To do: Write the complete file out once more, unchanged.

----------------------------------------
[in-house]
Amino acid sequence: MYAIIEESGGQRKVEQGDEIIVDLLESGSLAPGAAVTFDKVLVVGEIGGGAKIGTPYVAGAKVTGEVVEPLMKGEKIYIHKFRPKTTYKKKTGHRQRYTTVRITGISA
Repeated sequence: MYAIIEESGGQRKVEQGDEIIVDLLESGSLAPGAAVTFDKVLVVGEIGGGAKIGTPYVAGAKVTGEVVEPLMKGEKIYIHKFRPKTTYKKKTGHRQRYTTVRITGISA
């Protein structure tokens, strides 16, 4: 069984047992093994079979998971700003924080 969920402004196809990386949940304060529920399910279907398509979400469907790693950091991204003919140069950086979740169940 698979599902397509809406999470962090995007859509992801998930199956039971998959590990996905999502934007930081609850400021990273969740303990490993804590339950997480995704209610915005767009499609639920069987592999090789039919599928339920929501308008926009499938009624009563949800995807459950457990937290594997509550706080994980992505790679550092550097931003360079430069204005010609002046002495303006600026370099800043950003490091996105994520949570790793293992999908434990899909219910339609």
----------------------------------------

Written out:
[in-house]
Amino acid sequence: MYAIIEESGGQRKVEQGDEIIVDLLESGSLAPGAAVTFDKVLVVGEIGGGAKIGTPYVAGAKVTGEVVEPLMKGEKIYIHKFRPKTTYKKKTGHRQRYTTVRITGISA
Repeated sequence: MYAIIEESGGQRKVEQGDEIIVDLLESGSLAPGAAVTFDKVLVVGEIGGGAKIGTPYVAGAKVTGEVVEPLMKGEKIYIHKFRPKTTYKKKTGHRQRYTTVRITGISA
């Protein structure tokens, strides 16, 4: 069984047992093994079979998971700003924080 969920402004196809990386949940304060529920399910279907398509979400469907790693950091991204003919140069950086979740169940 698979599902397509809406999470962090995007859509992801998930199956039971998959590990996905999502934007930081609850400021990273969740303990490993804590339950997480995704209610915005767009499609639920069987592999090789039919599928339920929501308008926009499938009624009563949800995807459950457990937290594997509550706080994980992505790679550092550097931003360079430069204005010609002046002495303006600026370099800043950003490091996105994520949570790793293992999908434990899909219910339609």